Carrizo Plain National Monument provides excellent opportunities to spot hawks like the Ferruginous Hawk and Northern Harrier. These majestic birds can be seen gliding effortlessly over the open grasslands, showcasing their hunting skills. Anza-Borrego Desert State Park offers a unique setting to observe hawks perched on cacti or soaring above the arid desert terrain.

The agricultural fields and wetlands of California’s Central Valley attract a variety of hawks, including the White-tailed Kite and Swainson’s Hawk. During their migration seasons, these hawks can be seen hunting for prey or soaring above the vast expanse of fields.

Exploring beyond California’s diverse ecosystems, you can continue your bird-watching journey into the neighboring states, each offering their unique avian experiences. To the north, Oregon’s lush forests and coastal areas create a captivating habitat for numerous hawk species; dive into this world with our guide on Oregon’s hawks.

To the east, the vast desert landscapes and iconic canyons of Arizona host a range of birds of prey; learn more about Arizona’s hawks. Lastly, the expansive valleys and mountain ranges of Nevada provide a picturesque backdrop for observing these fascinating birds; explore this further with our overview of hawks in Nevada. As you traverse these states, you’ll not only encounter a variety of hawk species but also appreciate the diverse landscapes across the region.

Interesting Facts & Information about Hawks in California

  1. Coastal Migrations: Hawks in California take part in fascinating coastal migrations, using the Pacific coastline as a prominent flyway during their seasonal journeys.

  2. Urban Adaptation: Some hawk species, such as the Red-tailed Hawk and Cooper’s Hawk, have successfully adapted to urban environments in California, thriving in city parks and suburban areas.

  3. Varied Prey Selection: Hawks in California display a diverse diet, ranging from small mammals and birds to reptiles and even insects, showcasing their adaptability to different ecosystems.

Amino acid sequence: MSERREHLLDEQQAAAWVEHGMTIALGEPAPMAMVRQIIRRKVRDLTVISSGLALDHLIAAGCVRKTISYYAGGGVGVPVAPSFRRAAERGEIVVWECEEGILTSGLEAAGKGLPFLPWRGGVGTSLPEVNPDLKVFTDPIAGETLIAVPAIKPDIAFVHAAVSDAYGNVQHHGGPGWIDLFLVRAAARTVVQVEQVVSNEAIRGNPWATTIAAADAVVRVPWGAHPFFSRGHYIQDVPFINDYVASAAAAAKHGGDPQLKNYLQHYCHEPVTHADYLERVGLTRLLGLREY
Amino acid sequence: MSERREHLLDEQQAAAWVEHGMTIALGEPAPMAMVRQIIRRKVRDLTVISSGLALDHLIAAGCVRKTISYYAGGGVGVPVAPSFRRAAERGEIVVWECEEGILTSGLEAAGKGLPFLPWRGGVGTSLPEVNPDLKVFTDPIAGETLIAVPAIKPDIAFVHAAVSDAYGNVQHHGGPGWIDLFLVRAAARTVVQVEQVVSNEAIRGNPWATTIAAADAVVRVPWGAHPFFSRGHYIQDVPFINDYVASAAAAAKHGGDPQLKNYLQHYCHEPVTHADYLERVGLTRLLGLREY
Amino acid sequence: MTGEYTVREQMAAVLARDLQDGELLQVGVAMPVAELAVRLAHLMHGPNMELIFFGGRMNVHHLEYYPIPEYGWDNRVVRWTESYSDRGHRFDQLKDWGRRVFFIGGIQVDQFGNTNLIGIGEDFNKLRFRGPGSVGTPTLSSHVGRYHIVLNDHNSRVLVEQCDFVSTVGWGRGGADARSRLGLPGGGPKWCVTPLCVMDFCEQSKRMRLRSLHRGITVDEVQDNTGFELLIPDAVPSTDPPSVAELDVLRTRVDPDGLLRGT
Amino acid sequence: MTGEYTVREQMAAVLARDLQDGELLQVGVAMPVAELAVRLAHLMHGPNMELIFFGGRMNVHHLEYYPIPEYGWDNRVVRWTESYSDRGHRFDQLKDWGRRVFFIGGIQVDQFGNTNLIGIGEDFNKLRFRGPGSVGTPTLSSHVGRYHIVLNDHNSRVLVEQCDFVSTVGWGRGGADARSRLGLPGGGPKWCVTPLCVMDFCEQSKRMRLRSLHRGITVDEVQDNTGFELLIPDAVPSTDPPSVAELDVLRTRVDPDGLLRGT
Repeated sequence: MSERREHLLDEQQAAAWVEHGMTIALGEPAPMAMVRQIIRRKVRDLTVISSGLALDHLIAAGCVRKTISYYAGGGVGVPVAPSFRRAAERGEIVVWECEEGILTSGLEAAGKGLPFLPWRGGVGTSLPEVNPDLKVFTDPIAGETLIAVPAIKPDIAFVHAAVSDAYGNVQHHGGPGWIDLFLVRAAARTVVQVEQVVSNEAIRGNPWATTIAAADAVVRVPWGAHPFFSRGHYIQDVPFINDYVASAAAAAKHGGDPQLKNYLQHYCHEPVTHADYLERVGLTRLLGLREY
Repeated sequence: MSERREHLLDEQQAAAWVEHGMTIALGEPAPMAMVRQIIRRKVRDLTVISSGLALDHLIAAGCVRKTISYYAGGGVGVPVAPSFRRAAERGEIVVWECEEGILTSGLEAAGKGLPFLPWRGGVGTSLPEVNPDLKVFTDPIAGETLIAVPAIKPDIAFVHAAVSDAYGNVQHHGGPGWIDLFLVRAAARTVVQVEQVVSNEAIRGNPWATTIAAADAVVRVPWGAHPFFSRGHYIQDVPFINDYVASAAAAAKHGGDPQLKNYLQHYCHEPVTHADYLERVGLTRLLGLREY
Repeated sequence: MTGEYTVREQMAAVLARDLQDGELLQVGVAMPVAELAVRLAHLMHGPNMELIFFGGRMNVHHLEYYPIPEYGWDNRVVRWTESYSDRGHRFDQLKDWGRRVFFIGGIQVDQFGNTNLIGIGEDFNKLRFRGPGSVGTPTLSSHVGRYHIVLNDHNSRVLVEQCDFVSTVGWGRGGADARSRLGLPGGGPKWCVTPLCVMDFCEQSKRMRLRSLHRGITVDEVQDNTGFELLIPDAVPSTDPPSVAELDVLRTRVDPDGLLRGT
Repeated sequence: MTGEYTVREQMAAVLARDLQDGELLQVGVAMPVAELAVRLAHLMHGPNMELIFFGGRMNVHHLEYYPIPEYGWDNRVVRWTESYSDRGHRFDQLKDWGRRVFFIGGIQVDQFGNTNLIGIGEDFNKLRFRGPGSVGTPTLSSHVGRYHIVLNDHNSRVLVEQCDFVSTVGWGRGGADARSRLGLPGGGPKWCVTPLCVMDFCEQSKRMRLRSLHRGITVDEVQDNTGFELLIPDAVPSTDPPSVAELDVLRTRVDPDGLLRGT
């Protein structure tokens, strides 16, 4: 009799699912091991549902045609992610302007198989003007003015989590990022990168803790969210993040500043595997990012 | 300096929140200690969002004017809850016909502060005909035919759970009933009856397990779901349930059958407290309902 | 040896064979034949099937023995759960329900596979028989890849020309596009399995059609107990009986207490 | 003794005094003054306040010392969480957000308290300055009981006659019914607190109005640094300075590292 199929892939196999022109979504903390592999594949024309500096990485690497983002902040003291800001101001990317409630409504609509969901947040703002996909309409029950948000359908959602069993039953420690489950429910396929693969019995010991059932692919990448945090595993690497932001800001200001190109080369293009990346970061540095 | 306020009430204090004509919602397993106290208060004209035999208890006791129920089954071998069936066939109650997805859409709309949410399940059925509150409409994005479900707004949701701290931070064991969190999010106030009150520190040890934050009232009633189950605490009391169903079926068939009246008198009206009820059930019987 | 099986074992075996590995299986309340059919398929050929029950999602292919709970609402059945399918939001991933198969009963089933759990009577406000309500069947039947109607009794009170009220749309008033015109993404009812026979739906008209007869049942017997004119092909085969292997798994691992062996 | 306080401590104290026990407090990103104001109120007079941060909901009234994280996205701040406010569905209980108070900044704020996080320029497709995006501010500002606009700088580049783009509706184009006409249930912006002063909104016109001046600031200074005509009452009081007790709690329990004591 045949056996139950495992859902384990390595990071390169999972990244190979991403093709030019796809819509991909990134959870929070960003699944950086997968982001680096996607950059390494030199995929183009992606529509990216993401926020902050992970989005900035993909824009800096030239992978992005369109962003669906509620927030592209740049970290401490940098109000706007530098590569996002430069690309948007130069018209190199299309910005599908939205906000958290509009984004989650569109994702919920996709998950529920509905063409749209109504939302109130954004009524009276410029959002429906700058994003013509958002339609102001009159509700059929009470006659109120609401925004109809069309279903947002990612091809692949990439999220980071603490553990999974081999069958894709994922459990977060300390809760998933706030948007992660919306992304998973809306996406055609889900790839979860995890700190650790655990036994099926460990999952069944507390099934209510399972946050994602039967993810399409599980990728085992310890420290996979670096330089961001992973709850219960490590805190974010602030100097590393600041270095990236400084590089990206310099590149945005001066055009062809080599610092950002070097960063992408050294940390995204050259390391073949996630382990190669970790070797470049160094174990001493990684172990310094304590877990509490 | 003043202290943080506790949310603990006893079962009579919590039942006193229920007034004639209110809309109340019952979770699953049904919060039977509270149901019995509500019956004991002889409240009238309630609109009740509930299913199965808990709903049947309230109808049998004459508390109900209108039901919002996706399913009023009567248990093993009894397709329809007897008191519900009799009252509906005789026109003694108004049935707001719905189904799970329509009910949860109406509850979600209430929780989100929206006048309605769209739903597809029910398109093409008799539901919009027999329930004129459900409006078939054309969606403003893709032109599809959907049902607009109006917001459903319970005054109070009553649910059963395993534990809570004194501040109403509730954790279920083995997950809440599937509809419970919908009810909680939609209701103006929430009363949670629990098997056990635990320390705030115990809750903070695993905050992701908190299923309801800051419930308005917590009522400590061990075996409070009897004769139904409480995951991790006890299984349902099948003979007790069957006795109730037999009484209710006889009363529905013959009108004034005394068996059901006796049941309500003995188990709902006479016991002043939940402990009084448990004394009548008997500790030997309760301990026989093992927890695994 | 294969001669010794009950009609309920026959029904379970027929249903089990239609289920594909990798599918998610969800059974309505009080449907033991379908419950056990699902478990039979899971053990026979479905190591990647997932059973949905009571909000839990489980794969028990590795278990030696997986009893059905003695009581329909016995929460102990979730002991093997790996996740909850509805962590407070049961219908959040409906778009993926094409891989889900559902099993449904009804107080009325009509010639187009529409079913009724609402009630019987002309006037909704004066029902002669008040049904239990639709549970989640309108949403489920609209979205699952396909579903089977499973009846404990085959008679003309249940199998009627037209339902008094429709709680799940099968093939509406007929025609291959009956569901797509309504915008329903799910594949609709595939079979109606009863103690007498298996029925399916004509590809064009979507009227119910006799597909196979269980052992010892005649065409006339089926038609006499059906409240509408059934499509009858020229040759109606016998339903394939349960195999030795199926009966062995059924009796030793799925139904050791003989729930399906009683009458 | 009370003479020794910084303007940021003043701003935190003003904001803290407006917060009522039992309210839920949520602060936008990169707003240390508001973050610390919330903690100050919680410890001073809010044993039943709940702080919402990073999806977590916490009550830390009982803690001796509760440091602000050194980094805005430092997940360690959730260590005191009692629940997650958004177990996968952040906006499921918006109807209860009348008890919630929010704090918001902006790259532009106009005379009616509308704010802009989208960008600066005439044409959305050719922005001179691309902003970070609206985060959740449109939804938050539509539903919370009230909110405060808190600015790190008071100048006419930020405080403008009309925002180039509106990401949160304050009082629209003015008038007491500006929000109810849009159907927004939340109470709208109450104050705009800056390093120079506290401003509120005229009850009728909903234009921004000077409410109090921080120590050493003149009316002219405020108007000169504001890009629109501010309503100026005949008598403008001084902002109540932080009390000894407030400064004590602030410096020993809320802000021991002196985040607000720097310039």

4. Superior Eyesight: Hawks possess exceptional vision, with eyesight eight times more powerful than humans. This keen eyesight allows them to spot prey from great distances while soaring high in the skies.

  5. Thermals Utilization: Hawks in California skillfully utilize thermal updrafts to soar effortlessly and conserve energy during their flights, riding the warm air currents to gain altitude.

  6. Courtship Rituals: During courtship displays, hawks engage in spectacular aerial acrobatics, performing impressive dives, twists, and somersaults to attract mates and reinforce pair bonds.

  7. Long-distance Migration: Some hawk species in California, like the Swainson’s Hawk, embark on long-distance migrations, traveling thousands of miles to their breeding grounds in North America from wintering areas in South America.

  8. Nesting Habits: Hawks build nests in various locations, including trees, cliffs, and even human-made structures like power line towers, displaying adaptability in selecting secure sites for raising their young.

  9. Distinct Plumage Variations: Hawks exhibit a wide range of plumage variations within species, including light and dark morphs. These color variations contribute to their camouflage and adaptation to specific habitats.

  10. Role as Apex Predators: Hawks play a crucial role as apex predators in California’s ecosystems, regulating populations of their prey species and maintaining a balance within the food chain.

How do I identify a hawk in California?

To identify a hawk in California, observe its physical characteristics and behavior. Look for key features such as size, shape, coloration, and flight pattern. Pay attention to the bird’s silhouette, noting whether it has broad wings or rounded wings. The coloration can vary, but common hawk colors in California include dark brown, gray, and blue-gray. Check for specific field marks like banded tails, white rump patches, or orange barring.

Consider the habitat where you spotted the hawk, as different species have specific preferences. Additionally, take note of its behavior, such as soaring, hunting, or perching. What is it eating?

What is the biggest hawk in California?

The Northern Goshawk holds the title for the largest hawk species in California. With a wingspan of around 40 to 46 inches and a length of 20 to 26 inches, these majestic birds exhibit impressive size and strength. They have broad wings, a dark brown coloration, and may display orange barring on their underparts.

When is breeding season for hawks in California?

Generally, the breeding season occurs during the spring and summer months, typically from March to August. During this time, hawks engage in courtship rituals, construct nests, and raise their young. Factors such as habitat, availability of prey, and regional climate can influence the exact timing of breeding activities.

What do hawks eat in California?

Hawks in California have diverse diets that vary depending on the species and their specific habitat. They are skilled hunters and primarily feed on a variety of prey, including bird species, medium-sized birds, small rodents, and ground squirrels. Some hawks, like the Red-tailed Hawk, are known to consume a wide range of prey, including snakes, rabbits, and small mammals. Other species, such as the Ferruginous Hawk, have specialized diets and mainly feed on ground squirrels and other rodents. Hawks are opportunistic predators and will also prey on birds, especially smaller species.